But is it sustainable? Like the sociologist said in the article, those who are close to 40 feel a little bit alone as most people of their age are already settled down. So, they feel tempted to settle down too, quickly.

Only fools rush in. But are we able, after a certain age, to tell if we have found the right person?  At least, we know what we don’t want, like hookups for example. Maybe we know, after a certain age, that the perfect partner doesn’t exist. Yet, some people older than me still make mistakes in their relationship. One of my friends just ended his four years relationship because his partner was just horrible to him. He’s 50, he should have known from the start the relationship wasn’t good for him. He even told me he knew from the start she was bad for him.

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Rebound relationships


“It’s over with my spouse” said one of my friends recently. “I’m ok, don’t pity me. Don’t worry for me. I’ll be just fine” he said.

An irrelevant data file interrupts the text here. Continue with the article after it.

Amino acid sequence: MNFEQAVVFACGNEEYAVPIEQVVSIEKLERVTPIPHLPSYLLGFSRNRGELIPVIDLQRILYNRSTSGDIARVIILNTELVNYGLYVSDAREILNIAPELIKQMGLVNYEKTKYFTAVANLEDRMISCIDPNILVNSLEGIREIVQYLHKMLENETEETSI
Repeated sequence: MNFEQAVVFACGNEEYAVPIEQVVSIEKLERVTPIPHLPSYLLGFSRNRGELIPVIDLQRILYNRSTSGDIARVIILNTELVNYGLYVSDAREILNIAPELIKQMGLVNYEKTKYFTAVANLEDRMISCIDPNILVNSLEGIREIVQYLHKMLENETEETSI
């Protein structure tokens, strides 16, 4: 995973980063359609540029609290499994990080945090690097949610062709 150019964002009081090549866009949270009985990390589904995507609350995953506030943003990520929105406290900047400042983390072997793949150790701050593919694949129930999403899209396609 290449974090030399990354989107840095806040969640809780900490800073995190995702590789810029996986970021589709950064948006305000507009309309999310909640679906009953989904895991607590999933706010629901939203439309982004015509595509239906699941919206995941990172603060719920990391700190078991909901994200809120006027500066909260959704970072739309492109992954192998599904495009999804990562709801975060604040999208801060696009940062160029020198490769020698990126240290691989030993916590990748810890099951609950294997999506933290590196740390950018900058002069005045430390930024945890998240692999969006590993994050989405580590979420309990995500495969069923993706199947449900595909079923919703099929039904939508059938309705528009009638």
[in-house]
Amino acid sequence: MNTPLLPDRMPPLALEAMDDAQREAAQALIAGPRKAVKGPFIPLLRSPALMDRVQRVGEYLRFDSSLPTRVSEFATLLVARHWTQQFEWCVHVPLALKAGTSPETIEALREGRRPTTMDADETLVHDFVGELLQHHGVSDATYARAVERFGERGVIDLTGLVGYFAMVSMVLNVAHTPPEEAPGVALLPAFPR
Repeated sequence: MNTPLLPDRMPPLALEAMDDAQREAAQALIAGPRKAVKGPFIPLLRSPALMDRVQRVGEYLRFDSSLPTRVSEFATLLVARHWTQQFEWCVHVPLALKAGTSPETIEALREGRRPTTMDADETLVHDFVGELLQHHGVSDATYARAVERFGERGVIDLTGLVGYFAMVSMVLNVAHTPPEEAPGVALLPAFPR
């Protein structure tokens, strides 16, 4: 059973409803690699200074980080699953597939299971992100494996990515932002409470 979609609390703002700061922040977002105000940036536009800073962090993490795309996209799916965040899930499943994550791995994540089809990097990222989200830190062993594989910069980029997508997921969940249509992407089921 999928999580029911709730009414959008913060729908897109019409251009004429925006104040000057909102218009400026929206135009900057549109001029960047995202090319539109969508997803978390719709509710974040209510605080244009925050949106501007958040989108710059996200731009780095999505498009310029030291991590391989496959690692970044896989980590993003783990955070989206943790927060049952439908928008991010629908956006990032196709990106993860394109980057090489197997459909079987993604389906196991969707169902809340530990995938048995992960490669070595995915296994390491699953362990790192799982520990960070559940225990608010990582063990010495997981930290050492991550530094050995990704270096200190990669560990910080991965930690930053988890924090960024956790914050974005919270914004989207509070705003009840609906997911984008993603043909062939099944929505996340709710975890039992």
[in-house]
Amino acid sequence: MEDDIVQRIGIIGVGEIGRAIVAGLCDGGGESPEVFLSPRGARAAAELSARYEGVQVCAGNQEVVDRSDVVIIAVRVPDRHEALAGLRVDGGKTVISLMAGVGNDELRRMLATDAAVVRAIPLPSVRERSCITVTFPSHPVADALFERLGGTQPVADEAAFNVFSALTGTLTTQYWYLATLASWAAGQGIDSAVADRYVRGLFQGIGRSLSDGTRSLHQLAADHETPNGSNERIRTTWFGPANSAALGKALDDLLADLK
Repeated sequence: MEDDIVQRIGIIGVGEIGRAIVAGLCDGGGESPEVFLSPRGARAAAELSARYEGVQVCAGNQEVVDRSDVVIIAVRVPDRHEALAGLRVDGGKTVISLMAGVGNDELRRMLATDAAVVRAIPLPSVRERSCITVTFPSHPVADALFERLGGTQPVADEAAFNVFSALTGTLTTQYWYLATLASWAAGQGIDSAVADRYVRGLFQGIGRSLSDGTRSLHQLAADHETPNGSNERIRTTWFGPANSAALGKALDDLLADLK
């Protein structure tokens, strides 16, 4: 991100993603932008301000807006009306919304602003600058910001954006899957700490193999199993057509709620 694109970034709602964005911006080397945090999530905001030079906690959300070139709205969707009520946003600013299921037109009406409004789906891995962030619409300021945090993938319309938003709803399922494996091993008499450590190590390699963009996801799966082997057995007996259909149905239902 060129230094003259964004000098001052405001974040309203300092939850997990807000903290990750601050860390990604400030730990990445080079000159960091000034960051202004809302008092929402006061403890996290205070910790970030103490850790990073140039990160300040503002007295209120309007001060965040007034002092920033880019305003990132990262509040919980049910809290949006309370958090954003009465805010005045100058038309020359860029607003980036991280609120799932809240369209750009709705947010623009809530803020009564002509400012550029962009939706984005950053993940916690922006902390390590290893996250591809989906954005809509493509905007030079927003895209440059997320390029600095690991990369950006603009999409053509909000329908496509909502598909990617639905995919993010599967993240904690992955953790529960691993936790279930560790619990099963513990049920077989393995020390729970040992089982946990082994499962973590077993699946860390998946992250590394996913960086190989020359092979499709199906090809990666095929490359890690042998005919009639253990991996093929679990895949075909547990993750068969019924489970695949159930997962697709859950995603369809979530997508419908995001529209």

It’s been one month now he’s separated from her. Yet, they still live together, even if he thinks about selling their house and move closer to his work.

He has already subscribed to dating app like Tinder and Happn. I already pity the woman who will be his next significant other, especially if he finds her really quickly. She will be his rebound relationship. With the ex still in the picture.

Right now, he spends a lot of his time outside his house during the evening, to avoid running into his ex, who still lives with him. And spends his night at bars, where he drinks too much. He shows really the signs of someone who’s doing just well.